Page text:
Interesting commands:

Basic Server configuration

When I have a brand new server these are the commands executed in the first 5 minutes. The propose is to have a confortable but secure enviroment to start working with.

Server side

All this commands are executed as root.


Change the password of the root:


Update the system

aptitude update
aptitude safe-upgrade

Insall essential packages

aptitude install sudo vim zsh         # Essential stuff
aptitude install openssh-server       # Just in case is not already installed
aptitude install iptables fail2ban    # For securing the network
aptitude install rcconf               # Handy Runlevel Configuration Tool in ncurses
aptitude install molly-guard          # Prevents reboot/shutdown machines erroneously
aptitude install etckeeper mercurial  # Put all your /etc files under a repository
aptitude install rsync                # Very useful


sudo adduser jan

Grant privileges

adduser jan sudo

Change the default shell

chsh -s $(which zsh) root
chsh -s $(which zsh) jan

Configure etckeeper

etckeeper init
etckeeper commit

Useful but not required steps

Disable PermitRootLogin in sshd file.
Disable X11Forwarding in sshd file.
Then run: sudo service ssh reload

Change the maxretry to 10 in /etc/fail2ban/jail.conf
Then run: sudo service fail2ban reload

Laptop side

This commands are executed after execute the commands in the Server Side section.

All this commands are executed by a non-privileged user.

Configure the hosts file

We already know the IP of our server (I'll use SERVER_IP) and we can have a domain name associated to it. If we don't, we can use a friendly name like: liz, sam, abbie, mia, pulga, etc (there are real names of my machines). The domain name or the friendly alias will be refered as DOMAIN from now on.

echo "SERVER_IP DOMAIN " | sudo tee -a /etc/hosts

Configure SSH

Generating keys

We will create a RSA key and we will copy it to the remote server. Note that all the parameters such as comment or name_kay are replaced by real values.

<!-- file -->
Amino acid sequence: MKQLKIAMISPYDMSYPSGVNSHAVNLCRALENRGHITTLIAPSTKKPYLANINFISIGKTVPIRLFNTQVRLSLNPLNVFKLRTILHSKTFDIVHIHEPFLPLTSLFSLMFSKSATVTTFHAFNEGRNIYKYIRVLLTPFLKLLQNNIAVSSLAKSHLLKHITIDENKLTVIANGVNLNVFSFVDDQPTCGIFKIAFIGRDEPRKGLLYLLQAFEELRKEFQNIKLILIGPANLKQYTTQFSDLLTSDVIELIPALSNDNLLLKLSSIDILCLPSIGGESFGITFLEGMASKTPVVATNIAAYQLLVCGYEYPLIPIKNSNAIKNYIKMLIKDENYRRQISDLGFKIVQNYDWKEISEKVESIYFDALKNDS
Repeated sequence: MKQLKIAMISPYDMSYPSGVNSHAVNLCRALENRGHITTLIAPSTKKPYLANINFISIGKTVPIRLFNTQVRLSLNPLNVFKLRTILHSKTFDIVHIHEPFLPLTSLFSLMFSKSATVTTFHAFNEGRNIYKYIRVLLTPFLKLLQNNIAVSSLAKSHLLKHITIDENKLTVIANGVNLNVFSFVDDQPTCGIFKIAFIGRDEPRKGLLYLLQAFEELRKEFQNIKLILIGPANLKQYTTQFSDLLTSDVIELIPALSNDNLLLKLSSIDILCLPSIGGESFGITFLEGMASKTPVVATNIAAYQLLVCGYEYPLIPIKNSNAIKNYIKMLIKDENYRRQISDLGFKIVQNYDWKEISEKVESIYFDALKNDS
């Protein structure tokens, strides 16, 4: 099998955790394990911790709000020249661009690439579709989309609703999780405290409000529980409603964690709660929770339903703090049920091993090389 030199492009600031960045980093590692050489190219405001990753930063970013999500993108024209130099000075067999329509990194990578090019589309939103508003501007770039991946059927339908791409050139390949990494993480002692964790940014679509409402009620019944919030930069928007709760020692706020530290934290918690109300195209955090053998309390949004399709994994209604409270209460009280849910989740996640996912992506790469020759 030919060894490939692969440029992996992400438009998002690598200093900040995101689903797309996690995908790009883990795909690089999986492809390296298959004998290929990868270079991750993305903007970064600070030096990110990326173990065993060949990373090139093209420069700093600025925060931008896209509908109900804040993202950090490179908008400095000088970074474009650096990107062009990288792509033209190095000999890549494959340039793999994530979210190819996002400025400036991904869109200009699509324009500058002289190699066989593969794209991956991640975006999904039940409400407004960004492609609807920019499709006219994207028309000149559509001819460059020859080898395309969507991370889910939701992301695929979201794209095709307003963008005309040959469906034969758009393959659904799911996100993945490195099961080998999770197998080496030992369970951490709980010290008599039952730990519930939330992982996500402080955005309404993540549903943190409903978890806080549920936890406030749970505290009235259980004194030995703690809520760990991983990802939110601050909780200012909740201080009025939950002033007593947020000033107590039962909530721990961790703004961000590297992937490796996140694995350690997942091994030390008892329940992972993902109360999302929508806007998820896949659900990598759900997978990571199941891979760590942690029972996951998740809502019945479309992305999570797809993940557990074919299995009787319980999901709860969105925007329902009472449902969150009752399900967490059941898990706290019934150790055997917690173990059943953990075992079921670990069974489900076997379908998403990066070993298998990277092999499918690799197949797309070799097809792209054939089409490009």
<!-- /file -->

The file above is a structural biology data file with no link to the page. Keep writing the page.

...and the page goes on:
After the key as been generated, we use ssh-copy-id for being able to append our brand new public key to the authorized_hosts file in the server (both root and user).

PLEASE, when creating then new RSA pair DEFINE A PASSPHRASE! If your PC/laptop is compromised and your private keys are not protected all you servers will be compromised, too. Be a good guy and set a strong passowrd to your private keys.

cd ~/.ssh
ssh-keygen -t rsa -b 2048  -C COMMENT -f NAME_KEY
ssh-copy-id -i jan@$HOST
ssh-copy-id -i root@$HOST

.ssh/config file

You normally will have to execute something like "ssh -i ~.ssh/NAME_KEY". The follow configuration will allow you to execute "ssh FRIENLY_NAME" without having to specify the IdentityFile (private key) and the username every time.

(Note: if the file does not exist create it)

	IdentityFile ~/.ssh/NAME_KEY
	ControlMaster auto
	ControlPath /tmp/%r@%h:%p
	User jan

The ControlMaster and ControlPath is used for being able to reuse an already created SSH connection to you server. Insted of creating a new TCP connection every time you type "ssh SOMETHING", using the ControlMaster will allow you to reuse a previously created connection. This results in a significant improvement in the connection speed when you already have a connection to the server.


I really encourage to use the SSH Agent by doing ssh-add ~/.ssh/NAME_KEY before making a connection to one of you servers. The agent will ask you your password for the private key, and you will not have to type it every time you want to access to a remote machine using this privat key. Very useful tip.


This is a custom command. I've explained how my iptables is configured. You can see the file directly, though.

scp /etc/init.d/iptables root@$HOST:/etc/init.d/
ssh root@HOST "rcconf --on iptables && /etc/init.d/iptables start"


You will see more information about my dotfiles in the frontpage of this wepage.

scp -r ~/{.vimrc,.vim,.zshrc,.shell} jan@HOST:
scp -r ~/{.vimrc,.vim,.zshrc,.shell} root@HOST: